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Poem by Henry Timrod


         How grace this hallowed day?
     Shall happy bells, from yonder ancient spire,
     Send their glad greetings to each Christmas fire
         Round which the children play?

         Alas! for many a moon,
     That tongueless tower hath cleaved the Sabbath air,
     Mute as an obelisk of ice, aglare
         Beneath an Arctic noon.

         Shame to the foes that drown
     Our psalms of worship with their impious drum,
     The sweetest chimes in all the land lie dumb
         In some far rustic town.

         There, let us think, they keep,
     Of the dead Yules which here beside the sea
     They've ushered in with old-world, English glee,
         Some echoes in their sleep.

         How shall we grace the day?
     With feast, and song, and dance, and antique sports,
     And shout of happy children in the courts,
         And tales of ghost and fay?

         Is there indeed a door,
     Where the old pastimes, with their lawful noise,
     And all the merry round of Christmas joys,
         Could enter as of yore?

         Would not some pallid face
     Look in upon the banquet, calling up
     Dread shapes of battles in the wassail cup,
         And trouble all the place?

         How could we bear the mirth,
     While some loved reveler of a year ago
     Keeps his mute Christmas now beneath the snow,
         In cold Virginian earth?

         How shall we grace the day?
     Ah! let the thought that on this holy morn
     The Prince of Peacethe Prince of Peace was born,
         Employ us, while we pray!

         Pray for the peace which long
     Hath left this tortured land, and haply now
     Holds its white court on some far mountain's brow,
         There hardly safe from wrong!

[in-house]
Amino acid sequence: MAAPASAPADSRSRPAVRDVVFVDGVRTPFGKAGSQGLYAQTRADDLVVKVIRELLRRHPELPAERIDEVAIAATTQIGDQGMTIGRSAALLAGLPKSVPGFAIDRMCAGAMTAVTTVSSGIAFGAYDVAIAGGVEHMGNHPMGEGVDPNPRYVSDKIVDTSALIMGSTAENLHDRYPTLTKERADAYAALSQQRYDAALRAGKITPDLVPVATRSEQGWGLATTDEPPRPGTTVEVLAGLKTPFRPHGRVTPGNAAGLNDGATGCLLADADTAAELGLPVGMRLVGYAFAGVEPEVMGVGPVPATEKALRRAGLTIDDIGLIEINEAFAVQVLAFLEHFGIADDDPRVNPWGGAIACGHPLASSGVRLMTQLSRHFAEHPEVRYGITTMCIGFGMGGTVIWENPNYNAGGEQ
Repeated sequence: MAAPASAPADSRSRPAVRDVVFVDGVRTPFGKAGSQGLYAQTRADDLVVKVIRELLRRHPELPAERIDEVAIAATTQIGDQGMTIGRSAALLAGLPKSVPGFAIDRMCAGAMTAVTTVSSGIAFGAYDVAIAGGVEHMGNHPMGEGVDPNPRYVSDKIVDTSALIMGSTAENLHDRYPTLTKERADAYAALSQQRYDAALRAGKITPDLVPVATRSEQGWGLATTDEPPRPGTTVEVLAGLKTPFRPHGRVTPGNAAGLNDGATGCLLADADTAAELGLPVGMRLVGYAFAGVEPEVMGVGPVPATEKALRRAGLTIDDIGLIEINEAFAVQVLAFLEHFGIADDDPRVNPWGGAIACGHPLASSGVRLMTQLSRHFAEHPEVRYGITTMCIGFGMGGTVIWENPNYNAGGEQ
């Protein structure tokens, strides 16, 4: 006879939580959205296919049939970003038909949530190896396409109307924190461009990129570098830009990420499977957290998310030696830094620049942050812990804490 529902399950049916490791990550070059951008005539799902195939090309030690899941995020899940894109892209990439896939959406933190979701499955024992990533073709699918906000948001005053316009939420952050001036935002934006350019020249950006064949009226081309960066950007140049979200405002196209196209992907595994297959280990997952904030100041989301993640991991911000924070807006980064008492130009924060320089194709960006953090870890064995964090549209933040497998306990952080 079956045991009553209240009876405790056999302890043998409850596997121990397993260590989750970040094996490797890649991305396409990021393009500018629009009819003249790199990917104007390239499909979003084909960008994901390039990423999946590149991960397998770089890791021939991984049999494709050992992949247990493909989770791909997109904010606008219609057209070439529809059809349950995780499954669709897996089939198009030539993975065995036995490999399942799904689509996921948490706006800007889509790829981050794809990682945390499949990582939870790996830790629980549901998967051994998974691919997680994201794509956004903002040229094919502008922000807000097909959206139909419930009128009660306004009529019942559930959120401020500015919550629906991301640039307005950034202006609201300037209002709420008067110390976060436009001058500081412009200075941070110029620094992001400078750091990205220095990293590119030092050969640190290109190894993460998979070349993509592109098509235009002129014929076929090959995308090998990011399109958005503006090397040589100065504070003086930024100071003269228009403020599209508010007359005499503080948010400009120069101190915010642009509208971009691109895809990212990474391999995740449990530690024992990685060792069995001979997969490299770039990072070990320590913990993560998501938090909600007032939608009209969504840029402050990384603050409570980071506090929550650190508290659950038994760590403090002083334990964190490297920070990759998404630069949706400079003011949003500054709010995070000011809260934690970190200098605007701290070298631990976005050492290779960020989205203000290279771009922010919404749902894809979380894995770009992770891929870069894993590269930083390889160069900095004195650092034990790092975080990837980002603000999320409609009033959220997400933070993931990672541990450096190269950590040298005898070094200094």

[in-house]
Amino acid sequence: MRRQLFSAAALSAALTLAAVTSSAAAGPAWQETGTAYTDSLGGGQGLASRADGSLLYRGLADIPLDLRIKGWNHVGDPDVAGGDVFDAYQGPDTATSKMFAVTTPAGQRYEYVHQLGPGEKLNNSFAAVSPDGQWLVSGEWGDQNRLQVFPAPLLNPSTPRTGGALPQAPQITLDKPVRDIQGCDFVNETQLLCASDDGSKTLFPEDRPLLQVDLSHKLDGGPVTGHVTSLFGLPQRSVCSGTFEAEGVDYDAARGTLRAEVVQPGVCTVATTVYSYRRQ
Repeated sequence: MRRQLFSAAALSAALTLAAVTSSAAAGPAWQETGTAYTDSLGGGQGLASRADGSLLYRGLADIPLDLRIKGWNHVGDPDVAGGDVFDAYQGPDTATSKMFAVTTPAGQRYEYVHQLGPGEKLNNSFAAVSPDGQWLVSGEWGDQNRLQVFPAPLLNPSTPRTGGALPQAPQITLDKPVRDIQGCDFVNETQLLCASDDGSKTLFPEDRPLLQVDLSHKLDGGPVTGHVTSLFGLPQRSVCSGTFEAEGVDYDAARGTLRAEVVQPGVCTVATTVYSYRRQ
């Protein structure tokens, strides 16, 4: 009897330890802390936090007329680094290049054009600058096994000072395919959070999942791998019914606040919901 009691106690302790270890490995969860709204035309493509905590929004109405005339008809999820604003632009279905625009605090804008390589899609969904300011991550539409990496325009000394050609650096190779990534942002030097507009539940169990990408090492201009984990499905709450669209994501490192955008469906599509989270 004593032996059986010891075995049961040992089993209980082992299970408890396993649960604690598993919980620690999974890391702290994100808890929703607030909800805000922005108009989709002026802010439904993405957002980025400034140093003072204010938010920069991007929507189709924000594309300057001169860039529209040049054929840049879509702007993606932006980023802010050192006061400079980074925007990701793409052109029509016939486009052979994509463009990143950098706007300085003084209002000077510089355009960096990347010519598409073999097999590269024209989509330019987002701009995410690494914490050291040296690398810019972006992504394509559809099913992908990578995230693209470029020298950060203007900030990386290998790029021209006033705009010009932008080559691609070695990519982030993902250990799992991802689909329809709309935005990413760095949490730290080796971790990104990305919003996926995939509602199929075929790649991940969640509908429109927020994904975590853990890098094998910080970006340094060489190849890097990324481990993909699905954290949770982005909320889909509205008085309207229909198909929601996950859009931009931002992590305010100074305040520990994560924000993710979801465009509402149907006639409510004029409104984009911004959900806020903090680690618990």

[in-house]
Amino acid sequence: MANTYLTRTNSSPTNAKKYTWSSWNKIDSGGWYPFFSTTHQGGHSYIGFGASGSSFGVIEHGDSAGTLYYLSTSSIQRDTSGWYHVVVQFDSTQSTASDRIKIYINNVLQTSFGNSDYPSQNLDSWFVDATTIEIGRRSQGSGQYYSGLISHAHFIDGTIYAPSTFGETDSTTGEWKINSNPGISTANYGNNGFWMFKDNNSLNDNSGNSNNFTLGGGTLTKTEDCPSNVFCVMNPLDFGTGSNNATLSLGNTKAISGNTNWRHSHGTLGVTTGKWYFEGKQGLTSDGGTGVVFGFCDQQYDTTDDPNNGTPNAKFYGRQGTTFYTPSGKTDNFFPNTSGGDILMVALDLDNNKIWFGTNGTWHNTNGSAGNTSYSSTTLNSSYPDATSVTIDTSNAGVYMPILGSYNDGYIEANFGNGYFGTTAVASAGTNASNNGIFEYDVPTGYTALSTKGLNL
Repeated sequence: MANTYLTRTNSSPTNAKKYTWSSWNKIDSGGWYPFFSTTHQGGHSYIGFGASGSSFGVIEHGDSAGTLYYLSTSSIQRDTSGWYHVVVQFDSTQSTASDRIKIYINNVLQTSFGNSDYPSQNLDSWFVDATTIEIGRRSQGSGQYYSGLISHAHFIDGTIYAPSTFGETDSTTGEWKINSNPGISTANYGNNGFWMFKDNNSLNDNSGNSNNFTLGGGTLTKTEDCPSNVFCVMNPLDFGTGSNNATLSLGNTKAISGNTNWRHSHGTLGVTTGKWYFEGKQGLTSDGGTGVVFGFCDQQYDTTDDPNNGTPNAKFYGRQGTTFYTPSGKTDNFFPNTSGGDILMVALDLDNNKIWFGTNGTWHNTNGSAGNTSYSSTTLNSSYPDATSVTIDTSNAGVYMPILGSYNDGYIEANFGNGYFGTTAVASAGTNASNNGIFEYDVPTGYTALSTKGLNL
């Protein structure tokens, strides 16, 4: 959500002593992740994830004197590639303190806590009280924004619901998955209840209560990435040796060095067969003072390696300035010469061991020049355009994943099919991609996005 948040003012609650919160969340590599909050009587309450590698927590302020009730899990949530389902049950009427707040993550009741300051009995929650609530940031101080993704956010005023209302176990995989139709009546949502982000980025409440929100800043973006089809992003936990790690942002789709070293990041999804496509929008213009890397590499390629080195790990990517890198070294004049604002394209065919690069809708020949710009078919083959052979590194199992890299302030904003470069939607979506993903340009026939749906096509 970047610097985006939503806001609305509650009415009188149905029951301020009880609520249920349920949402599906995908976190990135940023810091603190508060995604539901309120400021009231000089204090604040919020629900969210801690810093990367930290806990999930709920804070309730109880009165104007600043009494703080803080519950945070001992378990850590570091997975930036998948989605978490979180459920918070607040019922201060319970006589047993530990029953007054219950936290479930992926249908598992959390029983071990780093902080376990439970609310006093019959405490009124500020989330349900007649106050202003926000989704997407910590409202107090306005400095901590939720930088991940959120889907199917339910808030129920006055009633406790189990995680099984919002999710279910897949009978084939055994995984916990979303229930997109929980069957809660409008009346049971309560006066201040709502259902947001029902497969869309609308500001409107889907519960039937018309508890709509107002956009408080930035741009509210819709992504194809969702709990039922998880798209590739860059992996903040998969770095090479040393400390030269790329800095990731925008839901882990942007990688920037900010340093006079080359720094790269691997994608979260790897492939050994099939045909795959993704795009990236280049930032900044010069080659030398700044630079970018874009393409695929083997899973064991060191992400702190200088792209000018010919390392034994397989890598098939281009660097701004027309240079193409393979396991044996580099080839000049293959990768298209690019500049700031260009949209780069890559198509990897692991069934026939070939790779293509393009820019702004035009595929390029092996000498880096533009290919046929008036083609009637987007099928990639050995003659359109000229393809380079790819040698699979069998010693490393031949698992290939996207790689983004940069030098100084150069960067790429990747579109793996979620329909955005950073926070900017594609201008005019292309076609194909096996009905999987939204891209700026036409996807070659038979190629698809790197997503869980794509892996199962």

Let every sacred fane
     Call its sad votaries to the shrine of God,
     And, with the cloister and the tented sod,
         Join in one solemn strain!

         With pomp of Roman form,
     With the grave ritual brought from England's shore,
     And with the simple faith which asks no more
         Than that the heart be warm!

         He, who, till time shall cease,
     Will watch that earth, where once, not all in vain,
     He died to give us peace, may not disdain
         A prayer whose theme ispeace.

         Perhaps ere yet the Spring
     Hath died into the Summer, over all
     The land, the peace of His vast love shall fall,
         Like some protecting wing.

         Oh, ponder what it means!
     Oh, turn the rapturous thought in every way!
     Oh, give the vision and the fancy play,
         And shape the coming scenes!

         Peace in the quiet dales,
     Made rankly fertile by the blood of men,
     Peace in the woodland, and the lonely glen,
         Peace in the peopled vales!

         Peace in the crowded town,
     Peace in a thousand fields of waving grain,
     Peace in the highway and the flowery lane,
         Peace on the wind-swept down!

         Peace on the farthest seas,
     Peace in our sheltered bays and ample streams,
     Peace wheresoe'er our starry garland gleams,
         And peace in every breeze!

         Peace on the whirring marts,
     Peace where the scholar thinks, the hunter roams,
     Peace, God of Peace! peace, peace, in all our homes,
         And peace in all our hearts!

Henry Timrod

Henry Timrod's other poems:
  1. To Whom?
  2. A Dedication
  3. Too Long, O Spirit of Storm
  4. Two Portraits
  5. The Arctic Voyager

Poems of the other poets with the same name:

  • Walter Scott Christmas ("The glowing censers, and their rich perfume")
  • John Clare Christmas ("Christmas is come and every hearth")
  • Edith Nesbit Christmas ("WITH garlands to grace it, with laughter to greet it")

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